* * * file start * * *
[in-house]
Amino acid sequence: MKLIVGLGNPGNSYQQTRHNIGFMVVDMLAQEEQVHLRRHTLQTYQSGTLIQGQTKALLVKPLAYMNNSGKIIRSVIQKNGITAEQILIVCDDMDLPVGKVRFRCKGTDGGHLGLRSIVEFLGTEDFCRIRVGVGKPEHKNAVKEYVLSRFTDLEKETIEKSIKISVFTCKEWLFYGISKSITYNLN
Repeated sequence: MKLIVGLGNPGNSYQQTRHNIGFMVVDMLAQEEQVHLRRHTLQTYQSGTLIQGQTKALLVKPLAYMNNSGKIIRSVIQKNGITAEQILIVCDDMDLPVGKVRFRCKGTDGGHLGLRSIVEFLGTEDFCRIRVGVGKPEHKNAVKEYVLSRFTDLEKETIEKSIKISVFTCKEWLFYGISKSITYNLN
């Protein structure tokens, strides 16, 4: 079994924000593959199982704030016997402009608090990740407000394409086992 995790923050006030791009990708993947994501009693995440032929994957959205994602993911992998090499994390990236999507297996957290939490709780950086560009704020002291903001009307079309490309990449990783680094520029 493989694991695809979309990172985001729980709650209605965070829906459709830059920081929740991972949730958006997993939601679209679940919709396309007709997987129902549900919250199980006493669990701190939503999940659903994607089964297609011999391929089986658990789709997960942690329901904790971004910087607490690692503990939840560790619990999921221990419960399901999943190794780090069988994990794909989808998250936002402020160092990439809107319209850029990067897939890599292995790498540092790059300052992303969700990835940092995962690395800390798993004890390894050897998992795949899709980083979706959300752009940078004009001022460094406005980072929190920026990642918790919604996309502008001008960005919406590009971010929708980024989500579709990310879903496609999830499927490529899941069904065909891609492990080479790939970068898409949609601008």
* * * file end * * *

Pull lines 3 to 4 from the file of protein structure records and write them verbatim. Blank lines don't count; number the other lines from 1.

Repeated sequence: MKLIVGLGNPGNSYQQTRHNIGFMVVDMLAQEEQVHLRRHTLQTYQSGTLIQGQTKALLVKPLAYMNNSGKIIRSVIQKNGITAEQILIVCDDMDLPVGKVRFRCKGTDGGHLGLRSIVEFLGTEDFCRIRVGVGKPEHKNAVKEYVLSRFTDLEKETIEKSIKISVFTCKEWLFYGISKSITYNLN
């Protein structure tokens, strides 16, 4: 079994924000593959199982704030016997402009608090990740407000394409086992 995790923050006030791009990708993947994501009693995440032929994957959205994602993911992998090499994390990236999507297996957290939490709780950086560009704020002291903001009307079309490309990449990783680094520029 493989694991695809979309990172985001729980709650209605965070829906459709830059920081929740991972949730958006997993939601679209679940919709396309007709997987129902549900919250199980006493669990701190939503999940659903994607089964297609011999391929089986658990789709997960942690329901904790971004910087607490690692503990939840560790619990999921221990419960399901999943190794780090069988994990794909989808998250936002402020160092990439809107319209850029990067897939890599292995790498540092790059300052992303969700990835940092995962690395800390798993004890390894050897998992795949899709980083979706959300752009940078004009001022460094406005980072929190920026990642918790919604996309502008001008960005919406590009971010929708980024989500579709990310879903496609999830499927490529899941069904065909891609492990080479790939970068898409949609601008």